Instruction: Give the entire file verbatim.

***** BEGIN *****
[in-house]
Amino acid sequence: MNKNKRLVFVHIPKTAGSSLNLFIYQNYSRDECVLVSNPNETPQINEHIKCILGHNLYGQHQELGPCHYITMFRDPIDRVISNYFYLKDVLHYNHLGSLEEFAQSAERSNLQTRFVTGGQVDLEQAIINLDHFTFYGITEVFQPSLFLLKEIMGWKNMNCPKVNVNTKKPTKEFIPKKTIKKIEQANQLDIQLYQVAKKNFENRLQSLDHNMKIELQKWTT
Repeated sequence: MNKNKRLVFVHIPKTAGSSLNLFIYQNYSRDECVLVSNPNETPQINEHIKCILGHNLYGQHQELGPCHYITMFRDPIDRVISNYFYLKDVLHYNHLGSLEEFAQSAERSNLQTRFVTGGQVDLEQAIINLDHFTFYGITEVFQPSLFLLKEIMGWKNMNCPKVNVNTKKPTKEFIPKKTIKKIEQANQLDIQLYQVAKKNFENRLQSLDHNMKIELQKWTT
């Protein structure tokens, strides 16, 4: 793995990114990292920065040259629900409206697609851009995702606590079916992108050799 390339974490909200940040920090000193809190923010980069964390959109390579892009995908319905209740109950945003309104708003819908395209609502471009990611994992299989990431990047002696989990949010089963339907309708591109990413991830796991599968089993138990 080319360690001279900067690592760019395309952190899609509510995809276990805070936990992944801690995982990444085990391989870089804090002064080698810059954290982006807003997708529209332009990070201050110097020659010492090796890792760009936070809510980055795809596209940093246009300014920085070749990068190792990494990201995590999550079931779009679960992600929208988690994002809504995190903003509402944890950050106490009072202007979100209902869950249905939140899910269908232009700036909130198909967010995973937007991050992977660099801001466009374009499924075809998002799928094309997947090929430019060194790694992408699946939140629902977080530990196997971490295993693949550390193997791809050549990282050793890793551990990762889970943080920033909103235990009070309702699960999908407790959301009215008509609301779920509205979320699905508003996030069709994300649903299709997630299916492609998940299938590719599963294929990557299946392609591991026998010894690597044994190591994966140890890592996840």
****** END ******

[in-house]
Amino acid sequence: MNKNKRLVFVHIPKTAGSSLNLFIYQNYSRDECVLVSNPNETPQINEHIKCILGHNLYGQHQELGPCHYITMFRDPIDRVISNYFYLKDVLHYNHLGSLEEFAQSAERSNLQTRFVTGGQVDLEQAIINLDHFTFYGITEVFQPSLFLLKEIMGWKNMNCPKVNVNTKKPTKEFIPKKTIKKIEQANQLDIQLYQVAKKNFENRLQSLDHNMKIELQKWTT
Repeated sequence: MNKNKRLVFVHIPKTAGSSLNLFIYQNYSRDECVLVSNPNETPQINEHIKCILGHNLYGQHQELGPCHYITMFRDPIDRVISNYFYLKDVLHYNHLGSLEEFAQSAERSNLQTRFVTGGQVDLEQAIINLDHFTFYGITEVFQPSLFLLKEIMGWKNMNCPKVNVNTKKPTKEFIPKKTIKKIEQANQLDIQLYQVAKKNFENRLQSLDHNMKIELQKWTT
């Protein structure tokens, strides 16, 4: 793995990114990292920065040259629900409206697609851009995702606590079916992108050799 390339974490909200940040920090000193809190923010980069964390959109390579892009995908319905209740109950945003309104708003819908395209609502471009990611994992299989990431990047002696989990949010089963339907309708591109990413991830796991599968089993138990 080319360690001279900067690592760019395309952190899609509510995809276990805070936990992944801690995982990444085990391989870089804090002064080698810059954290982006807003997708529209332009990070201050110097020659010492090796890792760009936070809510980055795809596209940093246009300014920085070749990068190792990494990201995590999550079931779009679960992600929208988690994002809504995190903003509402944890950050106490009072202007979100209902869950249905939140899910269908232009700036909130198909967010995973937007991050992977660099801001466009374009499924075809998002799928094309997947090929430019060194790694992408699946939140629902977080530990196997971490295993693949550390193997791809050549990282050793890793551990990762889970943080920033909103235990009070309702699960999908407790959301009215008509609301779920509205979320699905508003996030069709994300649903299709997630299916492609998940299938590719599963294929990557299946392609591991026998010894690597044994190591994966140890890592996840």